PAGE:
It's a Scream to Go Green
BY ANNIE SCOTT | FRIDAY, OCTOBER 16, 2009 3:30 AM ET
Who wants to change the face of Halloween?
With a national obesity epidemic and a hurting planet, kids and parents are joining forces this year to celebrate Halloween in a healthier, greener way. The goal is to make the holiday more about community and creativity, and less about candy and consumption
Before you scream, we didn't say that Halloween doesn't have to be any fun. And, you even get to have some sweets.
The two organizations are teaming up this year in New York City and all over the country. On Oct. 31 in New York, a festival in the Nolita neighborhood will be followed by a special, healthy trick-or-treat trail.
If you're not in New York, there are still endless ways you can participate. I conducted email interviews with representatives Jim Glaser and Corey Colwell-Lipson about their vision for the project -- which I think they should start calling "Grealthy Halloween" -- as well as with several families who've participated in the past.
Colwell-Lipson describes the event, saying it's "the same fun holiday it’s always been -- with a healthy and sustainable makeover." Backed by groups including the Action Arts League and Dr. Mehmet Oz'sHealthCorps, the Green Halloween party will provide a good time for everyone.
"With headlines screaming about lead in candy, phthalates in costumes, the childhood obesity and diabetes epidemics, the incredible environmental and human costs of spending billions of dollars on décor that gets tossed, and so much more, the timing was just right," says Colwell-Lipson. "But someone needed to make the greening of Halloween practical, affordable and fun. That’s where we stepped in to start the ball rolling."
Still... and I know I'm not alone here. Halloween with no candy?
OK, while my gut reaction is totally "shut your face," Glaser makes a good case.
"Really, what's 'fun' about candy?... In the ultimate vision, Green Hallloween locations will actually offer more fun -- more art, more interactive experiences and a wider selection of gifts that will actually be more fun to go through than pounds and pounds of the same discounted high fructose corn syrup products," he says. "Think about Halloween pouches seeming more like Christmas stockings and ask which might be more fun? And, by the way, Green Halloween does not advocate 'no candy.' It advocates moderation and more wholesome, natural sugar treats."
"If we only present the problem, it’s hard to get enthused," adds Colwell-Lipson. "For example, one reporter found a kid on the street and asked how he’d feel if people stopped handing out candy. As though on cue, the boy almost started crying – how could people take away his happiness like that? As we said in our book about this story, you could just hear the producers high-fiving one another. They got their story – kids like candy and mean adults shouldn’t try to steal happiness, especially on holidays."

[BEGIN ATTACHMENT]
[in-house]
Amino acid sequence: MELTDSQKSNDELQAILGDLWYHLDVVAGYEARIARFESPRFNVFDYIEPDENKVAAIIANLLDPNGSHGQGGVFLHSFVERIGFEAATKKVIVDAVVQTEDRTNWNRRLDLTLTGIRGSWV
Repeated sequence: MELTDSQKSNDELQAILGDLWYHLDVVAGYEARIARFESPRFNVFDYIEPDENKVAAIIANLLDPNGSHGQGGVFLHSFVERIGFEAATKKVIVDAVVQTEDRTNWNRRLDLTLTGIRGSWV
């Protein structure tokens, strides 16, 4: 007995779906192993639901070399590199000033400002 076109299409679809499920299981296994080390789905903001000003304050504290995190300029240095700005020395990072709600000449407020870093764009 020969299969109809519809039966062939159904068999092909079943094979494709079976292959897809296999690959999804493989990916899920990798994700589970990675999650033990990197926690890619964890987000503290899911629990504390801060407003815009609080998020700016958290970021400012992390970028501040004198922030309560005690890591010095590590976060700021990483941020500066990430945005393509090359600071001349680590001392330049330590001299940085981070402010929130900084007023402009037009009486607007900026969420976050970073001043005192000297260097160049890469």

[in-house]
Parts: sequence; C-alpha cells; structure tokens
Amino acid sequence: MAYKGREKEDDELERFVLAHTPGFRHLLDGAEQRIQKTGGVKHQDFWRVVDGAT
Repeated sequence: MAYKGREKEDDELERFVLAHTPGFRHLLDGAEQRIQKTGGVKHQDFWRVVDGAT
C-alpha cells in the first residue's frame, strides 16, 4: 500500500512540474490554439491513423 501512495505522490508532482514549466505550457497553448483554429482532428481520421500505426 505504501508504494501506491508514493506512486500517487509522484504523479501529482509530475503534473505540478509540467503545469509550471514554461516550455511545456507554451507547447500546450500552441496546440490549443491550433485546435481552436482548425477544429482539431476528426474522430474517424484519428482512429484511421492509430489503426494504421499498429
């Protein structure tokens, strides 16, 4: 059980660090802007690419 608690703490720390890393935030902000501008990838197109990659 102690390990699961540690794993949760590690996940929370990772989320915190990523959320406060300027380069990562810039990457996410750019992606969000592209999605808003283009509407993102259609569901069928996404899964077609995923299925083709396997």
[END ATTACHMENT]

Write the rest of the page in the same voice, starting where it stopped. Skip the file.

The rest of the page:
BUT the reporter failed to tell the child (or better yet, show him) the fabulous alternatives that are available. Had this same child been allowed to scope out the new and improved Halloween treats, my guess is that he would have been – like ALL of the other kids we’ve met, head-over-heels thrilled."
The two organizations are helping families participate by encouraging people to get involved on the website, where they can find other local advocates and with the eventual goal of creating green trick-or-treating networks. Colwell-Lipson also suggests making a Green Halloween door sign to spread awareness and help kids find places to get better treats.
People are getting involved for different reasons, but everyone seems to have the same goal: smarter choices.
"I think the older kids who come to our house are surprised/disappointed. But, really, it’s the same," says Susannah Pryal of Sammamish, Wash., is a mom who's been participating since the beginning.
"I felt like such a hypocrite giving out candy, and the 'bad guy,' when I didn’t like giving it to my kids. Plus, I am a candy addict, and I didn’t want candy in my house."
Barbara Keskiner of Tampa, Fla., is helping organize a Green Halloween in her own community and became involved because of her 2-year-old daughter.
"As she has not yet been started on a candy diet on Halloween," Keskiner says, "we don't think that she will miss it!"
Rochelle Maize, mother of Los Angeles' resident "Green Teen" and founder of the Green Youth Movement Ally Maize, says, "This has really become a mother-daughter project for the both of us, and her involvement has made it more meaningful for me."
The Maize family -- their house is pictured above -- will be participating in Green Halloween in a number of ways including a YouTube video for green Halloween tips, informative email blasts to local schools, and by handing out special treats.
"For Halloween," Maize says, "we will be giving out eco-friendly and socially responsible treats like fair trade chocolate and Trick-or-Treat for Trees coupons, which are inexpensive coupons that can be purchased in bulk, and a tree is planted for each coupon purchased. Also, 90 percent of all of our home decorations are either homemade or recycled."
OK. Maybe Halloween can still be fun without all the "king size" sugar hits, which become currency the next day in school. You can still bob for apples, after all. Halloween is an important holiday; it's about fear and overcoming it, and dressing up in crazy costumes -- making the costumes and decorations... it's about whatever you want it to be.
So why make it about consumption and consumerism? Maybe it's time to clean up Halloween.
Inset photo courtesy of the Maize family.